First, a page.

(Joel and Victoria Osteen’s megachurch)
The recent controversy over Joel and Victoria Osteen has put these megachurch preachers back in the spotlight. This time, it was because Victoria said:
I just want to encourage every one of us to realize when we obey God, we’re not doing it for God—I mean, that’s one way to look at it—we’re doing it for ourselves, because God takes pleasure when we’re happy. That’s the thing that gives Him the greatest joy. So, I want you to know this morning: Just do good for your own self. Do good because God wants you to be happy. When you come to church, when you worship Him, you’re not doing it for God really. You’re doing it for yourself, because that’s what makes God happy. Amen?
This wasn’t spoken by someone on the fringes of Evangelicalism. The Osteens run the largest megachurch in the United States, with over 40,000 weekly members (and millions more tuning in), bringing in an estimated $75,000,000 a year. That’s in addition to the tens of millions that Joel has made selling books: his Your Best Life Now sold some seven million copies.
And why are millions of people clamoring to follow the Osteens? Because these two are the most successful peddlers of what’s known as the “Prosperity Gospel.” Here’s how they describe the “Prosperity Gospel” on their website:
So many people are confused about what the Bible means by prosperity. Prosperity isn’t just about money. It’s about having health and peace in your mind. It’s being able to sleep at night and having good relationships. There are many things that money cannot buy that represent prosperity, but having monetary provision is also a part of prosperity. You’ll never find one place in the Scripture where we are supposed to drag around not having enough, not able to afford what we want, and living off the leftovers of others. No, we were created to be the head and not the tail! Jesus came that we might live an abundant life!
It turns out, when you replace this:
All of this success has come at a price: to achieve it, they have had to pervert and sell out the Gospel. My original idea was to analyze the Prosperity Gospel point-by-point, to show how it puts us, rather than God, at the center of Christianity; how it prostitutes the Gospel in service of Mammon; and how it misrepresents the very Scriptures that it cites as support.
All of this seemed too small, though. If you’ve ever actually read the Bible, or even if you simply know the basics of the history of the Jews, of Jesus Christ, and of the Christians, then you should be able to see that the Prosperity Gospel is very nearly the antithesis of the saving Gospel of Jesus Christ. Consider.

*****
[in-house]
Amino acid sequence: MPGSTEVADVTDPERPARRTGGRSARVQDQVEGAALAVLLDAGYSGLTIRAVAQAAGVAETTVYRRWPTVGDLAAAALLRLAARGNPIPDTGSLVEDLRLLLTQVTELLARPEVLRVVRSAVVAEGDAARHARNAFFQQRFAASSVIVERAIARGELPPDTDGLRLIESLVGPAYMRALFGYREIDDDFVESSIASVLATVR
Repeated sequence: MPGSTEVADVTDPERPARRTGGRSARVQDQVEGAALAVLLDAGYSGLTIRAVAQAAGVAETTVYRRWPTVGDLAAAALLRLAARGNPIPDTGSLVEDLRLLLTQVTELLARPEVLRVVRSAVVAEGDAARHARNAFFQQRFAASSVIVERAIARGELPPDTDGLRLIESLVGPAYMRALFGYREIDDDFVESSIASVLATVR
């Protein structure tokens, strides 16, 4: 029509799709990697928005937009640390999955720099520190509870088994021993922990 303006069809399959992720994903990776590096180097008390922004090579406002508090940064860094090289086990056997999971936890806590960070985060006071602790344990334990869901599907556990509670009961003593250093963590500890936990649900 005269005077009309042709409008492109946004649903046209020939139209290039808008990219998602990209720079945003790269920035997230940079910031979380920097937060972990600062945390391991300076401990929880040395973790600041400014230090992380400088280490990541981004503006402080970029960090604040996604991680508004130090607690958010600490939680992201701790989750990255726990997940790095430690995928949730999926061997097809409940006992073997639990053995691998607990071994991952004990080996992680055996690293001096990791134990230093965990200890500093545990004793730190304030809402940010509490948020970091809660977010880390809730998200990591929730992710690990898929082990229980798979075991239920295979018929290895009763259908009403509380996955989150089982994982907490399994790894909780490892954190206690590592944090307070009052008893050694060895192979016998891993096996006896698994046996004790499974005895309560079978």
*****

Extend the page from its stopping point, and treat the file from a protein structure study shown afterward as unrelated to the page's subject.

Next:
|Nicholas Poussin, Gideon’s Battle Against the Midianites (1626)|
God chose Israel precisely because it was so small and weak. The survival of the Jewish people is literally a miracle, given that so much of their history has been spent surrounded by people who wanted to kill them. But the constant temptation for Israel was to rely on their own strength, or on powerful political alliances, rather than trusting in God. In response to this, God would sometimes force Israel to be weak, just so that they could see that it is He, and not they, who are responsible for their survival. My favorite example of this is from Judges 7:2-7, before Gideon leads the Israelites into battle against the Midianite army:
The Lord said to Gideon, “The people with you are too many for me to give the Mid′ianites into their hand, lest Israel vaunt themselves against me, saying, ‘My own hand has delivered me.’ Now therefore proclaim in the ears of the people, saying, ‘Whoever is fearful and trembling, let him return home.’” And Gideon tested them; twenty-two thousand returned, and ten thousand remained.
And the Lord said to Gideon, “The people are still too many; take them down to the water and I will test them for you there; and he of whom I say to you, ‘This man shall go with you,’ shall go with you; and any of whom I say to you, ‘This man shall not go with you,’ shall not go.” So he brought the people down to the water; and the Lord said to Gideon, “Every one that laps the water with his tongue, as a dog laps, you shall set by himself; likewise every one that kneels down to drink.” And the number of those that lapped, putting their hands to their mouths, was three hundred men; but all the rest of the people knelt down to drink water.